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What Causes Sinkholes? Florida Tragedy Spotlights Science Of Subsidence

03/03/2013 12:50 am ET | Updated Mar 03, 2013

What causes sinkholes? It's a question that's been on many minds lately, following the news that a sinkhole had opened suddenly beneath a home not far from Tampa, Fla. last Thursday and swallowed up a man who lived there.

As the name suggests, sinkholes are naturally occurring holes in the surface of the earth. Sinkholes can form gradually or -- as in the tragic case in Florida -- suddenly. They form in areas where water flowing underground has dissolved rock -- typically limestone -- below the surface, leading to the formation of underground voids into which the surface sediment falls, according to the website of the Florida Sinkhole Research Institute. They vary in size from 1 to 600 meters.

Sinkholes are found all over the world. In the U.S., sinkholes are especially common in Texas, Alabama, Missouri, Kentucky, Tennessee, Pennsylvania, and Florida, according to the U.S. Geological Survey.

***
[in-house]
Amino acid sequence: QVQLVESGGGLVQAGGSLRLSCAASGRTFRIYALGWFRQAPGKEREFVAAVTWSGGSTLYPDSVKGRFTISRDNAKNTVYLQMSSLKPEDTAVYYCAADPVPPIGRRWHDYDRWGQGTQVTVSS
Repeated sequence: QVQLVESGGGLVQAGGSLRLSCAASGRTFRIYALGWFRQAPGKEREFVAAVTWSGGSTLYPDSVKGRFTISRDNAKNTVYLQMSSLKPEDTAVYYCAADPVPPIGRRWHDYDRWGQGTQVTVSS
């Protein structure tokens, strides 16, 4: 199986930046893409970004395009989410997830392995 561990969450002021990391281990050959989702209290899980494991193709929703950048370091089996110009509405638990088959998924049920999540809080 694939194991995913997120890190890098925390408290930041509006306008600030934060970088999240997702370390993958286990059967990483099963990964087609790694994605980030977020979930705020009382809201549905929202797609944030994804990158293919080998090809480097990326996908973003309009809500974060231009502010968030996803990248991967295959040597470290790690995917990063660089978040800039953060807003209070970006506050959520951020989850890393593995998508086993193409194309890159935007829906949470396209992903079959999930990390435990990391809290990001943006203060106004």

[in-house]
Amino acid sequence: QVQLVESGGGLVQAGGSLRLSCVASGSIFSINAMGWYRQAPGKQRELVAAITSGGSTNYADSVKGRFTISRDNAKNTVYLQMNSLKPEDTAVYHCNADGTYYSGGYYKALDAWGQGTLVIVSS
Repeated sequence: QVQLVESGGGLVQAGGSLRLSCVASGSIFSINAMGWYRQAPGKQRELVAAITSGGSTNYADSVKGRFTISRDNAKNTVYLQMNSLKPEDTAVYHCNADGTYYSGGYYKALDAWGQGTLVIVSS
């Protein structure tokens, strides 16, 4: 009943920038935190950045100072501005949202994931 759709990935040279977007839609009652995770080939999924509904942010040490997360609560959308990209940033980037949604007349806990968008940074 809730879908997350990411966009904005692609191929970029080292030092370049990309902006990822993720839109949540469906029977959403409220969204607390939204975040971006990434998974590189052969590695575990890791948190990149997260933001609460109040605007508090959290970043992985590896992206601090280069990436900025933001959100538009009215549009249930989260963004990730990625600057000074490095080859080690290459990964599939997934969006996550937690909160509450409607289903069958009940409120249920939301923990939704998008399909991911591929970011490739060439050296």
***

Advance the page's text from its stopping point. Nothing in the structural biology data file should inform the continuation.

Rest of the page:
Experts say that thousands of sinkholes form in Florida each year, the Associated Press reported. In addition to sitting on highly porous limestone, the state has additional factors that can lead to the formation of sinkholes, including extreme weather and aquifer pumping.

"There's hardly a place in Florida that's immune to sinkholes," Sandy Nettles, the owner of a geology consulting company in the Tampa area, told the Associated Press.

In an effort to prevent injuries, deaths, and property losses caused by sinkholes, scientists have tested various methods of detecting the underground cavities that can lead to sinkholes. These include radar, seismography, and electrical resistivity testing, according to the institute's website.

You don't have to be a scientist to be able to recognize certain signs that a sinkhole is about to open up. A brochure issued by the Southwest Florida Water Management District lists several sinkhole warning signs, including slumping trees or fence posts; the formation of small ponds in areas where water has not collected before; wilting of small, circular areas of vegetation; and structural cracks in walls.

But despite efforts to spot sinkholes before they occur, there are still plenty of unpleasant -- and occasionally tragic -- surprises. Said Settles, "There's no way of ever predicting where a sinkhole is going to occur."

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